Yet, in spite of their lot in life, Irish women never ceased to raise their children in the ‘outlawed’ religion with a strong sense of their proud heritage even though they knew the consequences.  Consider the emotions of the mothers of patriots when their son’s lives were taken by a foreigner because they stood for the values she had instilled in them.  Padraic Pearse understood that sorrow when, on the eve of his and his brother’s execution for their part in the Easter Rising,  he wrote the poem, "The Mother" about a woman lamenting the loss of her two sons.  That poem hung over the bed of Rose Kennedy until the day she died.  When historians speak of the heroics of men, these are the women we should think of, and pray for.

As for the women who were prominent in Irish history, there were many.  The first major settlement of Ireland was made by the Tuatha de Danann, the children of the goddess Dana whose three queens Banba, Fodla and Erin were sought out by the next settlers – the Milesians – for permission to share the lovely island.  The Milesians were led by their queen, Scota, whose name still exists on Scotland where a later colony of the Milesian Celts settled.  The Irish continued to recognize the equality of women in the royal court as well as the battlefield.  Grannia ni mhail (Grace O’Malley) ruled the west as a warrior queen in the 1600s and even went to meet with Queen Elizabeth to stop English encroachment onto her land.  Queen Maeve of Connaught was another warrior Queen who defeated King Conor MacNassa and the Red Branch Knights of Ulster.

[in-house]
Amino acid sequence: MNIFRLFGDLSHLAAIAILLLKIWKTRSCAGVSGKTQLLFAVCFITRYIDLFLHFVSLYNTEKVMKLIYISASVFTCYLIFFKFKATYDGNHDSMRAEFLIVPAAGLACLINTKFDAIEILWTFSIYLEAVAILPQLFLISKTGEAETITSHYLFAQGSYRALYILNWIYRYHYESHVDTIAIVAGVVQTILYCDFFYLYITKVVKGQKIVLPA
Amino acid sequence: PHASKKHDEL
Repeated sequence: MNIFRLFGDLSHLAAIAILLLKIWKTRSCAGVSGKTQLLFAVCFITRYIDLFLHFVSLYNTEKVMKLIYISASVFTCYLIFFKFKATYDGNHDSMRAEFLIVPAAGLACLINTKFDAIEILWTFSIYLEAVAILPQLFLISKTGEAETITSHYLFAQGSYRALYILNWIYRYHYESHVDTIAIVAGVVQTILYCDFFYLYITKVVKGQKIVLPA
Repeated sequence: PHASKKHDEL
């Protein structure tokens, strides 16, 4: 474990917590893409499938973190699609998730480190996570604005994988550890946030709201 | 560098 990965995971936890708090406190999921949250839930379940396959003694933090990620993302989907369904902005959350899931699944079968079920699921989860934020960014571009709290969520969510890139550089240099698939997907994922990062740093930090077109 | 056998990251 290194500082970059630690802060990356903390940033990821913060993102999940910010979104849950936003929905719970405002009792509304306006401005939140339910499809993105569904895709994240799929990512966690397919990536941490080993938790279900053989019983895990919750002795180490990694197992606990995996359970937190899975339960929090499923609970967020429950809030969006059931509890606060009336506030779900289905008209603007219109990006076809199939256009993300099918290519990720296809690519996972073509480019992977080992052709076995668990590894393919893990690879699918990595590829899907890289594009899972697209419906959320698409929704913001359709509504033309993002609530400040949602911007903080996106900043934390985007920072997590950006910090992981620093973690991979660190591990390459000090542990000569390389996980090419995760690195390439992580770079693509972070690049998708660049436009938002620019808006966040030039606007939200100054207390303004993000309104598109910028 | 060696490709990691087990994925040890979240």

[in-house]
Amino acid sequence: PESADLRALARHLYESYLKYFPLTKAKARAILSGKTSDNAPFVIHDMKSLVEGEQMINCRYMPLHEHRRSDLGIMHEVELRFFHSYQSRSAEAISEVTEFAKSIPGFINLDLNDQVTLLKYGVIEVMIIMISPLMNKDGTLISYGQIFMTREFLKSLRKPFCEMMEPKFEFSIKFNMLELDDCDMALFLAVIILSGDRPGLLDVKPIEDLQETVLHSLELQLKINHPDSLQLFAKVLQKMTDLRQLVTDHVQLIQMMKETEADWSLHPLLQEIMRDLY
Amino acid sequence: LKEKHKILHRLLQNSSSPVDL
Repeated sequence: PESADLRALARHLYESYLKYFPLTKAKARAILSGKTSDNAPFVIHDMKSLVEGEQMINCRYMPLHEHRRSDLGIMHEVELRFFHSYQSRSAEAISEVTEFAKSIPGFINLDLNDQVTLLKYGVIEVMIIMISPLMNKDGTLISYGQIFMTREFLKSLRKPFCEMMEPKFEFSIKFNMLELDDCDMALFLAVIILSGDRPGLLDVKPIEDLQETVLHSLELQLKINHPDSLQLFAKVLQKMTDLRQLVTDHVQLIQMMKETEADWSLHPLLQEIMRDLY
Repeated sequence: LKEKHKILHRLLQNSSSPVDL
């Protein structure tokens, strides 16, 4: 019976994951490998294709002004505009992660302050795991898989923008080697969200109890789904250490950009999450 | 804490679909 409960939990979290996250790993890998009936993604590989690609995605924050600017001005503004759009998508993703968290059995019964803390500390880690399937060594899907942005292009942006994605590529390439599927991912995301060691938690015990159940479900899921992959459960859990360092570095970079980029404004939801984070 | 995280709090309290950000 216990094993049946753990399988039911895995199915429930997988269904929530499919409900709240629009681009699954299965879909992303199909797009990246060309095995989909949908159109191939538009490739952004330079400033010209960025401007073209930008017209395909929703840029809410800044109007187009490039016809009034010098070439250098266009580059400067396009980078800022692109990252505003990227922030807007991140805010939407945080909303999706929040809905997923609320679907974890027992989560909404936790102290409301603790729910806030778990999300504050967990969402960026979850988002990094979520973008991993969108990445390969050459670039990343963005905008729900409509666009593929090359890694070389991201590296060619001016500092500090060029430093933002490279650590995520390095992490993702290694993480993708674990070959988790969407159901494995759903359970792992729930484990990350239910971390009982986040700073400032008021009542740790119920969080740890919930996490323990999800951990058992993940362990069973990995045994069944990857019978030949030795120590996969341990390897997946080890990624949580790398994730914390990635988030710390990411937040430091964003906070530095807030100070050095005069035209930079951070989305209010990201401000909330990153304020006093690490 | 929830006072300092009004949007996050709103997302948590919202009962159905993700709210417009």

In art and learning there was St. Brigid, the Mary of the Gael who built a monastery for women and is held in as high esteem as Saint Patrick.

For courage we can point to Anne Devlin, a compatriot of Robert Emmet, who suffered torture and deprivation for the cause of the United Irishmen.  Courage was also evident in the lives of Katty Daly Clarke, Maude Gonne MacBride, Countess Markievicz and all the ladies of 1916 who fought for a free independent 32-county Ireland.

To the present day, that never ending fight always had women in the lead whether it was Bernadette Devlin or the Price sisters marching on picket lines or Mary Robinson and Mary MacAleese –  Presidents of the Republic of Ireland – at the negotiating table.  This verse was written to honor them all and the millions of un-named heroines who gave their sons, husbands or themselves for the cause of freedom for Mother Ireland.

This is a song for the Ladies of Ireland

the women who cherished its fate in their hearts

and gave all their might for the good of their sireland

in the fields of freedom and wisdom and arts.

 

From the good goddess Dana, whose children all came

with Banba and Fodla to guard its song;

to Erin who gave the country its name

and Scota whose people soon followed along.

 

So sing me a song of the women of Erin

the mothers and lovers who suffered the pain

and showed their devotion thru courage and daring

and suffered their losses for Ireland’s gain.

 

We’ll sing of Grannia, the warrior Queen

and Maeve who beat the men of King Conor;

And all of the mothers who lived in between

and brought up their sons to defend Erin’s honor.

 

Here’s to Saint Brigid, the Mary of the Gael

 and all of the sisters who followed her lead;

to Anne Devlin, the girl who languished in jail

for defending Bold Emmet when he was in need;

 

to Kathleen Clarke and Maude Gonne MacBride

and all of the ladies of Nineteen Sixteen

who followed the Countess and fought and died

beneath the banner of emerald green;

 

to the ladies we looked to in modern days too

like Bernadette Devlin and the sisters Price,

and the Marys, Robinson and McAleese too

who led us as Presidents with careful advice

 

So sing me a song of the women of Erin

the mothers and lovers who suffered the pain

and showed their devotion thru courage and daring

and answered the call for Ireland’s gain.

Views: 1488

Tags: An Gorta Mor, Famine, Great Hunger, History of Ireland, Irish Freedom Struggle, Living History, Women